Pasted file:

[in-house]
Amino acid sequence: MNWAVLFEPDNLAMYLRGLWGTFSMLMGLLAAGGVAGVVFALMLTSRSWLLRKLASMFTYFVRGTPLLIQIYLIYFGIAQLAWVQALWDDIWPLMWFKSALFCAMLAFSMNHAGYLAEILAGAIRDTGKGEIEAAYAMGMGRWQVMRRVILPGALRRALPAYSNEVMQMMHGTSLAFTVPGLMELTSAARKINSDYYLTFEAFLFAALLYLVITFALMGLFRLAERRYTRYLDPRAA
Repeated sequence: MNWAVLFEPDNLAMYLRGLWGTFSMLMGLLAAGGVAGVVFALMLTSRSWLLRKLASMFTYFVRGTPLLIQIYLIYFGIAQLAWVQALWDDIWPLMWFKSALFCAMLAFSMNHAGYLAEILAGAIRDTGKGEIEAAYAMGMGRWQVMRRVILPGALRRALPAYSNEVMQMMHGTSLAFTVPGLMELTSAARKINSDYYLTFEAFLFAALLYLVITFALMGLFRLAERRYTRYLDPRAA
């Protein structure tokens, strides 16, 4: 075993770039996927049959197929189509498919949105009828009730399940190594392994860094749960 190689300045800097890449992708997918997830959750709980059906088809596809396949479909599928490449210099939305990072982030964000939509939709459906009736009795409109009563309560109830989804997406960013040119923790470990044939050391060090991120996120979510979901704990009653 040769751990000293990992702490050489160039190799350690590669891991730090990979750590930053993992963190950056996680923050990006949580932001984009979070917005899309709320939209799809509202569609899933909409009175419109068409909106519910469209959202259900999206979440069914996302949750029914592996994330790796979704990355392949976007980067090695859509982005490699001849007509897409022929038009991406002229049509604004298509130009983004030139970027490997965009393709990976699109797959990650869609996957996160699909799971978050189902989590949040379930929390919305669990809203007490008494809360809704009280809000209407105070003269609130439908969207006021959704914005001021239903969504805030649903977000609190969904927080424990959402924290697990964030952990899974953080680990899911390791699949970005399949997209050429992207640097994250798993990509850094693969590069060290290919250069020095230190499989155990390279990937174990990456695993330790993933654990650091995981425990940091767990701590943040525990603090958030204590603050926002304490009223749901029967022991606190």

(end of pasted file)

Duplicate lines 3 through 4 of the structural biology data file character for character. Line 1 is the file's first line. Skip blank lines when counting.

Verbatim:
Repeated sequence: MNWAVLFEPDNLAMYLRGLWGTFSMLMGLLAAGGVAGVVFALMLTSRSWLLRKLASMFTYFVRGTPLLIQIYLIYFGIAQLAWVQALWDDIWPLMWFKSALFCAMLAFSMNHAGYLAEILAGAIRDTGKGEIEAAYAMGMGRWQVMRRVILPGALRRALPAYSNEVMQMMHGTSLAFTVPGLMELTSAARKINSDYYLTFEAFLFAALLYLVITFALMGLFRLAERRYTRYLDPRAA
């Protein structure tokens, strides 16, 4: 075993770039996927049959197929189509498919949105009828009730399940190594392994860094749960 190689300045800097890449992708997918997830959750709980059906088809596809396949479909599928490449210099939305990072982030964000939509939709459906009736009795409109009563309560109830989804997406960013040119923790470990044939050391060090991120996120979510979901704990009653 040769751990000293990992702490050489160039190799350690590669891991730090990979750590930053993992963190950056996680923050990006949580932001984009979070917005899309709320939209799809509202569609899933909409009175419109068409909106519910469209959202259900999206979440069914996302949750029914592996994330790796979704990355392949976007980067090695859509982005490699001849007509897409022929038009991406002229049509604004298509130009983004030139970027490997965009393709990976699109797959990650869609996957996160699909799971978050189902989590949040379930929390919305669990809203007490008494809360809704009280809000209407105070003269609130439908969207006021959704914005001021239903969504805030649903977000609190969904927080424990959402924290697990964030952990899974953080680990899911390791699949970005399949997209050429992207640097994250798993990509850094693969590069060290290919250069020095230190499989155990390279990937174990990456695993330790993933654990650091995981425990940091767990701590943040525990603090958030204590603050926002304490009223749901029967022991606190």